Norway may become the first country to start commercial deep sea mining, if parliament approves a government proposal to open an offshore area larger than the United Kingdom, despite international calls for a global moratorium.
Parliament is set to discuss the government’s bill this autumn.
The government says deep sea mining could help Europe reduce its dependence on China for the supply of critical minerals needed to build electric vehicle batteries, wind turbines and solar panels.
It’s also a part of Norway’s strategy to develop new maritime industries as its top export, oil and gas from offshore, is expected to decline gradually.
The Labour-led minority government has proposed to open about 280,000 square km (108,000 square miles) of ocean areas between Jan Mayen island and the Svalbard archipelago.
Its proposed plan follows similar principles to the opening of offshore areas to oil and gas exploration. From the overall area on offer, smaller zones, or blocks, would be offered to companies to explore and produce from.
While international rules for seabed mineral extraction are yet to be set, Norway doesn’t need to wait, because it plans to explore for minerals on its extended continental shelf.
A government-sponsored survey found “substantial” amounts of metals and minerals, ranging from copper to rare earth elements.
Those minerals were found in polymetallic sulphides, or so-called “black smokers”, some 3,000 metres (9,842 feet) deep. It’s where seawater contacts magma coming up through the surface through tectonic cracks and then is flushed back carrying dissolved metals and sulphur.
Rare earth elements, such as scandium, were also found in manganese crusts which grow on bedrock at a speed of one centimetre (0.4 inch) per million years. Norwegian surveys have proven crust deposits with thicknesses of up to 40 centimetres.
In depths of over 1,000 metres (0.62 miles), there is no light, temperatures are near freezing and the water pressure is high.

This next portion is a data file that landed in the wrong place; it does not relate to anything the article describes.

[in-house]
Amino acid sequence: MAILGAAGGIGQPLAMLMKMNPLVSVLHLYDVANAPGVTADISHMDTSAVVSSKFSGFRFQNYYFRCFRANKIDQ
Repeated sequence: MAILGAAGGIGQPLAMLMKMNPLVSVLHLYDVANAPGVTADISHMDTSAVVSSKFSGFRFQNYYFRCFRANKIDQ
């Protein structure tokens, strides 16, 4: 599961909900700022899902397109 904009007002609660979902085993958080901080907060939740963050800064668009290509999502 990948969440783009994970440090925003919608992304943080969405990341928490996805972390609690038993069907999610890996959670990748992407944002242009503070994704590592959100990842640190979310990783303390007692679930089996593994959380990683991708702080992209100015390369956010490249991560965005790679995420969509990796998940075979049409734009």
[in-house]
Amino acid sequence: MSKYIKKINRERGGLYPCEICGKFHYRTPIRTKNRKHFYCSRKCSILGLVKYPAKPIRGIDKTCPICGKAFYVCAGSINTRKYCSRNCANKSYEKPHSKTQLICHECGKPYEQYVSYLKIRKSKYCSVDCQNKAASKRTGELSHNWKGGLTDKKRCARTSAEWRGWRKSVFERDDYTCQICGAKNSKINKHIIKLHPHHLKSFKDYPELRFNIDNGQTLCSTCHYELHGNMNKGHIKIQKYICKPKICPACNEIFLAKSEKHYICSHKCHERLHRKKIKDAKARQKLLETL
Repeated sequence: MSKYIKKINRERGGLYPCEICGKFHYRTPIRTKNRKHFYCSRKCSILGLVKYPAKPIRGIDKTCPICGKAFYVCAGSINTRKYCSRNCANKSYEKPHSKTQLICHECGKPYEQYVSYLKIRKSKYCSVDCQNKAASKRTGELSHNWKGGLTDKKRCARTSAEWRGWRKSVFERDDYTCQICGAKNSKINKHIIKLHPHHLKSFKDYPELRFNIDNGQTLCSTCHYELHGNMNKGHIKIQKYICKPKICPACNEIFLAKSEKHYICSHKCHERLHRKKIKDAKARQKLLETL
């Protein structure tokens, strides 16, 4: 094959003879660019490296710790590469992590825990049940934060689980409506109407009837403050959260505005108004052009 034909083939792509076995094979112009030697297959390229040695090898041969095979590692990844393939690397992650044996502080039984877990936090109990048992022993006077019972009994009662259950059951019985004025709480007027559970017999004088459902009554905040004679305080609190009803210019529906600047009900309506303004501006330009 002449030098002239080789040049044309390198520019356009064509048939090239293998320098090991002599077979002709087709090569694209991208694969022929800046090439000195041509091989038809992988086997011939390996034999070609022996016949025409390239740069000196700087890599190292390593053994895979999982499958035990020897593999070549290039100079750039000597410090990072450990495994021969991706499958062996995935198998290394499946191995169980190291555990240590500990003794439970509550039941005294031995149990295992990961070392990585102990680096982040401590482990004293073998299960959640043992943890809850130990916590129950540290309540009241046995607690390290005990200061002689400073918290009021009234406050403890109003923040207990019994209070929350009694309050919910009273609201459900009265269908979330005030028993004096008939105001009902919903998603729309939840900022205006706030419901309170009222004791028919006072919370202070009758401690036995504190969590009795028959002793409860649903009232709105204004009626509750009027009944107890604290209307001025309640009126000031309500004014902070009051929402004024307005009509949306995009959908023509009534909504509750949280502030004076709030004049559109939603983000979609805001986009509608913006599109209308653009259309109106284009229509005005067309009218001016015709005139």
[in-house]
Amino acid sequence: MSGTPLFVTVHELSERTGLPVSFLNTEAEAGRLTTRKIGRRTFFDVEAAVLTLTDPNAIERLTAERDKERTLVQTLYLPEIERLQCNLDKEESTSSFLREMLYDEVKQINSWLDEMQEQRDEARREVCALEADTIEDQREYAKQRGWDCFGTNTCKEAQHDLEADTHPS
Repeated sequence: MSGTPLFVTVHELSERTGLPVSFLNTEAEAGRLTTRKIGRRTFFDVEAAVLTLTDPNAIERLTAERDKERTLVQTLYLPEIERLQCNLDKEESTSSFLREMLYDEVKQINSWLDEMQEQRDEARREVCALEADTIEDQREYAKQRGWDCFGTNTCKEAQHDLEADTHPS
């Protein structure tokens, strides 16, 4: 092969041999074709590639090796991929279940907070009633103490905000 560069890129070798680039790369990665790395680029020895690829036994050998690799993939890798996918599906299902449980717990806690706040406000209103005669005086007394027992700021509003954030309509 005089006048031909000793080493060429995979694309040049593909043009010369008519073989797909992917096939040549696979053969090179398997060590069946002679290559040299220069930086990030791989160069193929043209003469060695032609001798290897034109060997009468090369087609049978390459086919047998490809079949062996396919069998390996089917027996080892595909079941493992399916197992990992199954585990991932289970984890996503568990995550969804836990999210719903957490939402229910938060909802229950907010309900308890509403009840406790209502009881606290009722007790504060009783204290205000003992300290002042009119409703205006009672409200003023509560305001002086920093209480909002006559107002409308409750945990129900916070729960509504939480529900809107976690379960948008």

Life does, however, exist and scientists have found unique species living around active hydrothermal vents, such as corals, tube worms and microorganisms. Little is known about how these ecosystems work.
A government-commissioned impact study said the impact would be of a local nature, limited to the actual area being extracted. It also said the impact on fisheries would be minimal.
Companies say they plan to extract minerals from inactive hydrothermal vents, where biodiversity is less abundant, but some scientists say they are concerned the practice could destroy the species even before they are discovered.
The government’s proposal has been criticised by some green groups, such as the World Wildlife Fund, but also by its own environmental agency, which said the gaps of knowledge about deep sea biology were too big to decide on the opening.
Denmark said Norway’s environmental study for the area opening was not good enough, while Iceland has questioned Norway’s exclusive rights to explore for seabed minerals near the Arctic Svalbard archipelago.
Norway is not part of the EU but is a member of the European single market. The EU’s views on the issue are vital for Oslo’s plans, some analysts have said.
Norway is encouraged by EU ambitions to diversify imports of critical minerals and to boost local production.
However, the European Parliament has also called on member-states to support a global moratorium on seabed mining. The European Commission has been also advocating for a deep-sea mining moratorium until more is known about the risks.
There is no commercially available technology to produce seabed minerals, though some machines have been built to test production elsewhere in the world.
Researchers in Norway used undersea robots and drilling machines to collect mineral samples at the ocean floor.
Extraction of minerals from the seabed in Norway would likely involve cutting and crushing the rocks before bringing those to surface.
Some Norwegian companies that provide technology and services to the oil industry are looking at deep sea mining as well.
(By Victoria Klesty and Nerijus Adomaitis; Editing by Gwladys Fouche and Timothy Gardner)